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|Topics in the Ulster Cycle|
The Ulster Cycle (Irish: an Rúraíocht), formerly known as the Red Branch Cycle, one of the four great cycles of Irish mythology, is a body of medieval Irish heroic legends and sagas of the traditional heroes of the Ulaid in what is now eastern Ulster and northern Leinster, particularly counties Armagh, Down and Louth, and taking place around or before the 1st century AD.
The Ulster Cycle stories are set in and around the reign of King Conchobar mac Nessa, who rules the Ulaid from Emain Macha (now Navan Fort near Armagh). The most prominent hero of the cycle is Conchobar's nephew, Cú Chulainn. The Ulaid are most often in conflict with the Connachta, led by their queen, Medb, her husband, Ailill, and their ally Fergus mac Róich, a former king of the Ulaid in exile. The longest and most important story of the cycle is the Táin Bó Cúailnge or "Cattle Raid of Cooley", in which Medb raises an enormous army to invade the Cooley peninsula and steal the Ulaid's prize bull, Donn Cúailnge, opposed only by the seventeen-year-old Cú Chulainn. In the Mayo Táin, the Táin Bó Flidhais it is a white cow known as the 'Maol' that is the object of desire, for she can give enough milk at one milking to feed an army. Perhaps the best known story is the tragedy of Deirdre, source of plays by W. B. Yeats and J. M. Synge. Other stories tell of the births, courtships and deaths of the characters and of the conflicts between them.
The stories are written in Old and Middle Irish, mostly in prose, interspersed with occasional verse passages. They are preserved in manuscripts of the 12th to 15th centuries but, in many cases, are much older. The language of the earliest stories is dateable to the 8th century, and events and characters are referred to in poems dating to the 7th. The tone is terse, violent, sometimes comic, and mostly realistic, although supernatural elements intrude from time to time. Cú Chulainn in particular has superhuman fighting skills, the result of his semi-divine ancestry, and when particularly aroused his battle frenzy or ríastrad transforms him into an unrecognisable monster who knows neither friend nor foe. Evident deities like Lugh, the Morrígan, Aengus and Midir also make occasional appearances.
Unlike the majority of early Irish historical tradition, which presents ancient Ireland as largely united under a succession of High Kings, the stories of the Ulster Cycle depict a country with no effective central authority, divided into local and provincial kingdoms often at war with each other. The civilisation depicted is a pagan, pastoral one ruled by a warrior aristocracy. Bonds between aristocratic families are cemented by fosterage of each other's children. Wealth is reckoned in cattle. Warfare mainly takes the form of cattle raids, or single combats between champions at fords. The characters' actions are sometimes restricted by religious taboos known as geasa.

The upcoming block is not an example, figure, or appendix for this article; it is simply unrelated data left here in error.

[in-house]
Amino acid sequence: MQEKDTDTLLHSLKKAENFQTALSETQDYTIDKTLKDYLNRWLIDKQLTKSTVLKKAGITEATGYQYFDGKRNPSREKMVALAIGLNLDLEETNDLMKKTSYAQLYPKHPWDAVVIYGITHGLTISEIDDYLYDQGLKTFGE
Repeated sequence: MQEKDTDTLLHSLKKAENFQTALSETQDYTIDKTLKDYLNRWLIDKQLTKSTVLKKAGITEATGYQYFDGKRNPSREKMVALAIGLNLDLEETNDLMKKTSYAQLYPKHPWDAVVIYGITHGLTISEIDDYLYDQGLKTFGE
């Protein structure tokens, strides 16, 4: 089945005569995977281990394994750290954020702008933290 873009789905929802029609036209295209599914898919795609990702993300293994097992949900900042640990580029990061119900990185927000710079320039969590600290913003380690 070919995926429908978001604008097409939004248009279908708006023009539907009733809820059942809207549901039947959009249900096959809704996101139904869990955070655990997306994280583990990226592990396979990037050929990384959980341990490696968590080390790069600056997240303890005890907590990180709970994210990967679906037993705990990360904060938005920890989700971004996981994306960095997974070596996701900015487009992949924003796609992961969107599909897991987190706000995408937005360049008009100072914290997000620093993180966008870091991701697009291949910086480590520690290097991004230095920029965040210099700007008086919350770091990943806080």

The events of the cycle are traditionally supposed to take place around the time of Christ. The stories of Conchobar's birth and death are synchronised with the birth and death of Christ, and the Lebor Gabála Érenn dates the Táin Bó Cúailnge and the birth and death of Cú Chulainn to the reign of the High King Conaire Mor, who it says was a contemporary of the Roman emperor Augustus (27 BC — AD 14). Some stories, including the Táin, refer to Cairbre Nia Fer as the king of Tara, implying that no High King is in place at the time.
The presence of the Connachta as the Ulaid's enemies is an apparent anachronism: the Connachta were traditionally said to have been the descendants of Conn Cétchathach, who is supposed to have lived several centuries later. Later stories use the name Cóiced Ol nEchmacht as an earlier name for the province of Connacht to get around this problem. However, the chronology of early Irish historical tradition is an artificial attempt by Christian monks to synchronise native traditions with classical and biblical history, and it is possible that historical wars between the Ulaid and the Connachta have been chronologically misplaced.
Along with the Lebor Gabála Érenn, elements of the Ulster Cycle were for centuries regarded as historical in Ireland, and the antiquity of these records was a matter of politicised debate; modern scholars have generally taken a more critical stance.